The majority of the granulocytes are made up of about 55 to 65% by the polymorphonuclear neutrophilic granulocytes. They are about 15 µm in size and have a cytoplasm that appears colorless to pale violet in microscopy . They are almost impossible to color with dyes. For this reason, they are also called “neutrophils” – they are neutral towards staining.

Based on the cell nucleus, there is an extended differentiation in the neutrophils: If it is band-shaped and has only minor incisions, then it is a matter of a rod-nucleated neutrophilic granulocyte. However, if there are incisions that cover more than two-thirds of the width of the cell nucleus, then a segmented neutrophilic granulocyte is present. These usually have cell nuclei consisting of two to five segments .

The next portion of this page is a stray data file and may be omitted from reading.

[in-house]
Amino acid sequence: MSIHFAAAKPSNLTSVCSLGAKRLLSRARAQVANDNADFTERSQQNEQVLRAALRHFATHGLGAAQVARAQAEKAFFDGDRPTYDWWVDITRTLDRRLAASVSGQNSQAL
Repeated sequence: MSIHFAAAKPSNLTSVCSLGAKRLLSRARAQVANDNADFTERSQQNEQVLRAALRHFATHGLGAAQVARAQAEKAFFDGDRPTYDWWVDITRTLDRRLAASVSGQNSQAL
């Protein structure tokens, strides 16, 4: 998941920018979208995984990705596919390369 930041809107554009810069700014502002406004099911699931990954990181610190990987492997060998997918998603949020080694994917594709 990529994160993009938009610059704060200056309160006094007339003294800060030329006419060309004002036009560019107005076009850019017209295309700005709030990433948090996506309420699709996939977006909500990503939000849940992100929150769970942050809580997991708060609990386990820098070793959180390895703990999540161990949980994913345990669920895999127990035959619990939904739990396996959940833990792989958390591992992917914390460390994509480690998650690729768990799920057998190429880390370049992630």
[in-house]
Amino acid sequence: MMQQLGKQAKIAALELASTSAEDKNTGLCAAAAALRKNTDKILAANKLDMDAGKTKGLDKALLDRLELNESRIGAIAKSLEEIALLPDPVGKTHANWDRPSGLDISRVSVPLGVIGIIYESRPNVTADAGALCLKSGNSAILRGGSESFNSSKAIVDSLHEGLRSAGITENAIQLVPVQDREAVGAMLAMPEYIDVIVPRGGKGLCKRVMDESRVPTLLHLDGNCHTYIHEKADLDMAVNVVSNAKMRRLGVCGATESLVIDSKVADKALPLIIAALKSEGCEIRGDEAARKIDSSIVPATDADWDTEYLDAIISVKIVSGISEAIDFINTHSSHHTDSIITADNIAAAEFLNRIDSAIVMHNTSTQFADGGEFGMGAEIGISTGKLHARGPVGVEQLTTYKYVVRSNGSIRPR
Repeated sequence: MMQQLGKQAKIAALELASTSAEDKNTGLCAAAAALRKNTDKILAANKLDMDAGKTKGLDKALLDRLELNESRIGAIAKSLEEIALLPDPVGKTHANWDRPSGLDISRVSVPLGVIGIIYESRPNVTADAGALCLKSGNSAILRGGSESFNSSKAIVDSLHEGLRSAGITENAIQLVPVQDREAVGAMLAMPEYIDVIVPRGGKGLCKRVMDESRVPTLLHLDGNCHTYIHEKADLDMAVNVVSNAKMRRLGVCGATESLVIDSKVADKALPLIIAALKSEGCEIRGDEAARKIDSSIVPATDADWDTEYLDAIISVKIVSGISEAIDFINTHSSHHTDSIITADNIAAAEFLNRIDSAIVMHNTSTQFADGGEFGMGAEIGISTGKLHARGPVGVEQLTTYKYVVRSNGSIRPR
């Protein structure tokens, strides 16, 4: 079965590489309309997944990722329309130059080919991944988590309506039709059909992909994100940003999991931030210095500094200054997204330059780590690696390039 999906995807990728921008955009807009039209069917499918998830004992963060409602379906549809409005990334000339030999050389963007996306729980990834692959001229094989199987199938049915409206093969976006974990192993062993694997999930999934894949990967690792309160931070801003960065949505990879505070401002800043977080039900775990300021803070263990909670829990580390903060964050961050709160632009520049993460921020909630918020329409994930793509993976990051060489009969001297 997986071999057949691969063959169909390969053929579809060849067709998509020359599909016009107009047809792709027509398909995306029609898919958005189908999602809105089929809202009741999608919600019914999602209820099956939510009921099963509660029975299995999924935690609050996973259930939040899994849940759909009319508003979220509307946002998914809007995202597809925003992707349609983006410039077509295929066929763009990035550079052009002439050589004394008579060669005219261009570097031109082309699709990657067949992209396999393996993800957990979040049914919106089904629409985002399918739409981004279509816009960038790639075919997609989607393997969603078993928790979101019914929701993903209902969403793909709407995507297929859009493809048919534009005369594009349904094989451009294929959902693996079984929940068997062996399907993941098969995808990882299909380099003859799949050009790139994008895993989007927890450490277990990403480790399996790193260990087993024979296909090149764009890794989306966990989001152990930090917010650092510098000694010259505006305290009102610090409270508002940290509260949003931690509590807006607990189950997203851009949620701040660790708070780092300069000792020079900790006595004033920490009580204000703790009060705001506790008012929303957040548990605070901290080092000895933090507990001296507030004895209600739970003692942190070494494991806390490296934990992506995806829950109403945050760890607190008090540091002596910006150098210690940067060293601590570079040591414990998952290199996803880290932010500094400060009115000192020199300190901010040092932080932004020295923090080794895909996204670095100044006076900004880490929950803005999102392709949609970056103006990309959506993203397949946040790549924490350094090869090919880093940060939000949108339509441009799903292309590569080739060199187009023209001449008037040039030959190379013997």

Eosinophils are rather rare, accounting for 2 to 4% of the total number of granulocytes. They closely resemble neutrophils in morphology, but their cytoplasm contains red-orange granules and their nucleus consists of only two segments. The basophils usually only have two core segments. Their cytoplasm contains numerous purple-colored granules. They make up 0 to 1% of the granulocytes.

Function & Tasks

All types of granulocytes are in the service of the immune system . Depending on the subgroup, they fulfill specific functions.